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The Defeat of the Treaty of Versailles
War World One was a devastating global war that took place in Europe and was started by the assassination of Archduke Franz Ferdinand, heir to the Austro-Hungarian throne, by Gavrilo Princip, a Bosnian Serb citizen of Austria-Hungary and member of the Young Bosnia. Austria-Hungary and Serbia’s relationship was already strained and the assassination was the last straw and they went to war. Shortly after this, due to alliances, all of Europe went to war. The U.S was neutral for some time but when Germany declared open submarine war fair the Woodrow Wilson, president of the U.S., had no choice but to go aid Great Britain, Russia, and France, the Triple Entente, against Germany, Austria-Hungary, and the Ottoman Empire, the Triple Alliance. The Triple Entente defeated the Triple Alliance in 1918 and the Treaty of Versailles was created. The first meeting for the discussion of the treaty was in January 1919, the four major men in the negotiation of the Treaty were Woodrow Wilson, Premier Georges Clemenceau of France, Prime Minister David Lloyd George of Great Britain, and Prime Minister Vittorio Orlando of Italy, who eventually left after an argument with Wilson. Wilson believed the treaty should be built upon the 14 points but soon realized he was the only one who agreed with this so agreed to just the fourteenth point, the League of Nations. The treaty was signed in June, including Wilson’s signature even though he did not have the Senate’s approval so the Senate revoked the treaty. “It was the strength of the opposition forces, both liberal and conservative, rather that the ineptitude and stubbornness of President Wilson that led to the Senate defeat of the Treaty of Versailles.” The validity of this statement is incorrect because due to Wilson’s League of Nations and his absolute stubbornness the Treaty of Versailles was defeated.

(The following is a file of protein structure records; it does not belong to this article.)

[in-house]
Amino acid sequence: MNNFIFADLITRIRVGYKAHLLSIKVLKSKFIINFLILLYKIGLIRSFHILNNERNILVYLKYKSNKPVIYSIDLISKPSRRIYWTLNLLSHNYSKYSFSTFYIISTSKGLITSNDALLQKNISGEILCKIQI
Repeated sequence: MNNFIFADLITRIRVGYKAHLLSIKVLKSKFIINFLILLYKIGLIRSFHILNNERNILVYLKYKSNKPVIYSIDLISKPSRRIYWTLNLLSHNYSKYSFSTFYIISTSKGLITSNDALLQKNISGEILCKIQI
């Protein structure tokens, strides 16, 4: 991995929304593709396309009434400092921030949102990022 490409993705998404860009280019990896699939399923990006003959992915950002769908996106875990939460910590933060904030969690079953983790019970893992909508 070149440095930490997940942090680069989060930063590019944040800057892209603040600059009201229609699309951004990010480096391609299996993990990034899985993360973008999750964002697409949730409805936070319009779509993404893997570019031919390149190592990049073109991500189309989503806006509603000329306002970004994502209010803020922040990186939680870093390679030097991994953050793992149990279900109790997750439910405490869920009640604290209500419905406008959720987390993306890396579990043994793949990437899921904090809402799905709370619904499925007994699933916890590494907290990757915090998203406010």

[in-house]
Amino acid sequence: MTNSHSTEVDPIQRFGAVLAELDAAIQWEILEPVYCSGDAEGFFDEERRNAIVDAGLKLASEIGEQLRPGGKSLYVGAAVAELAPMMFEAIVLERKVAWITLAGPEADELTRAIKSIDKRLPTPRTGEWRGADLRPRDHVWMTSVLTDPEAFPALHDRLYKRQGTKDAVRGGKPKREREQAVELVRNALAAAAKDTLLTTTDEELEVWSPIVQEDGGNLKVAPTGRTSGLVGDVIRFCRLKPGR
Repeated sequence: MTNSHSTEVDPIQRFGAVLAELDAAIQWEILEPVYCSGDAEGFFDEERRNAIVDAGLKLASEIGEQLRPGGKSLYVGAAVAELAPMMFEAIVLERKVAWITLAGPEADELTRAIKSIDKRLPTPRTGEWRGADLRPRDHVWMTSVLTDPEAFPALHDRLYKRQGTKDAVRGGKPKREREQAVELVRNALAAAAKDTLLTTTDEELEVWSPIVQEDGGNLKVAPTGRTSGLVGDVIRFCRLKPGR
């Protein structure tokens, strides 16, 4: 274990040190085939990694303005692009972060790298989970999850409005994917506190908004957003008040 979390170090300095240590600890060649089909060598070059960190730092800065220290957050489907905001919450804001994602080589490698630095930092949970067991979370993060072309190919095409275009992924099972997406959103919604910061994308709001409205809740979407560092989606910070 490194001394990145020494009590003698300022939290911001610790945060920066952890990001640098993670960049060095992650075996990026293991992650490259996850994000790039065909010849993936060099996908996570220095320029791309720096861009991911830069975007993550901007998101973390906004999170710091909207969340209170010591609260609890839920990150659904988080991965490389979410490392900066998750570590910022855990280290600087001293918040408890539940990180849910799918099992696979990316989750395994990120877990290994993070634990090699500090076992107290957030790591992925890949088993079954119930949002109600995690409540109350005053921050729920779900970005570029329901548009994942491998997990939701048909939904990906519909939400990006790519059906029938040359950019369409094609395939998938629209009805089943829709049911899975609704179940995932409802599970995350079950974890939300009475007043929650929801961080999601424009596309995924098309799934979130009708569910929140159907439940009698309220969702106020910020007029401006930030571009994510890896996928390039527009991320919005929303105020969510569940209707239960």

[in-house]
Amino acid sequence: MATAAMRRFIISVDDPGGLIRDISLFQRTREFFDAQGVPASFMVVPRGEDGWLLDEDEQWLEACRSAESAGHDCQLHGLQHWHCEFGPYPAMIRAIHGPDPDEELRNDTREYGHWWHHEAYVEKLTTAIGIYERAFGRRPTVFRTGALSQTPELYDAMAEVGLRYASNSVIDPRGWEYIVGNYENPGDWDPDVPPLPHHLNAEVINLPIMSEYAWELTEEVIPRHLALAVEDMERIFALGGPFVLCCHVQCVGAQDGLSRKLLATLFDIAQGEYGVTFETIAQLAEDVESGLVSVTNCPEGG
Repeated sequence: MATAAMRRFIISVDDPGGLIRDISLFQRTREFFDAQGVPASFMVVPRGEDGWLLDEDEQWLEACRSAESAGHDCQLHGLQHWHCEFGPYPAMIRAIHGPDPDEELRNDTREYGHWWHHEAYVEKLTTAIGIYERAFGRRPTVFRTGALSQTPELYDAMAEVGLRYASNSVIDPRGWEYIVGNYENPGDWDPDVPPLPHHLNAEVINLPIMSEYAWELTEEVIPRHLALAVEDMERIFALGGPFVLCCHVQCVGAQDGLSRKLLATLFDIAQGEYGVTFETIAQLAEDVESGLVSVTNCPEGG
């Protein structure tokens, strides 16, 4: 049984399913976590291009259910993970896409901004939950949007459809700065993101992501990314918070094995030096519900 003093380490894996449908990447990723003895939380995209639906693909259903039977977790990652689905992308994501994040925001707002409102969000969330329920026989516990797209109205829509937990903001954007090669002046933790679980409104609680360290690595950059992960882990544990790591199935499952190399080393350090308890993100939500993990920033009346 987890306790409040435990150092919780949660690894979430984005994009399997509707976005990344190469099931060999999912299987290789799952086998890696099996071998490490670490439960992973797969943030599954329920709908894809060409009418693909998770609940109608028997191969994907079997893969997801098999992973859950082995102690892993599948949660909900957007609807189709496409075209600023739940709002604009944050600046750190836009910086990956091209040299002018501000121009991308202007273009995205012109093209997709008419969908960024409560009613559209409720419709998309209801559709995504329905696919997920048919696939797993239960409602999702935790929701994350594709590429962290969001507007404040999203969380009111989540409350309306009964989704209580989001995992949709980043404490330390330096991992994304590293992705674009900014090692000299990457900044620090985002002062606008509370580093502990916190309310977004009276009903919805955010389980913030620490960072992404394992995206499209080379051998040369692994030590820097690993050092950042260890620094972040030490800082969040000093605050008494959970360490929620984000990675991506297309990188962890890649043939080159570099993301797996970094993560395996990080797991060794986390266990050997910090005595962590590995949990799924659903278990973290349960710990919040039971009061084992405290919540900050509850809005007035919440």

Woodrow Wilson’s League of Nations would, according to Wilson, prevent war from breaking...
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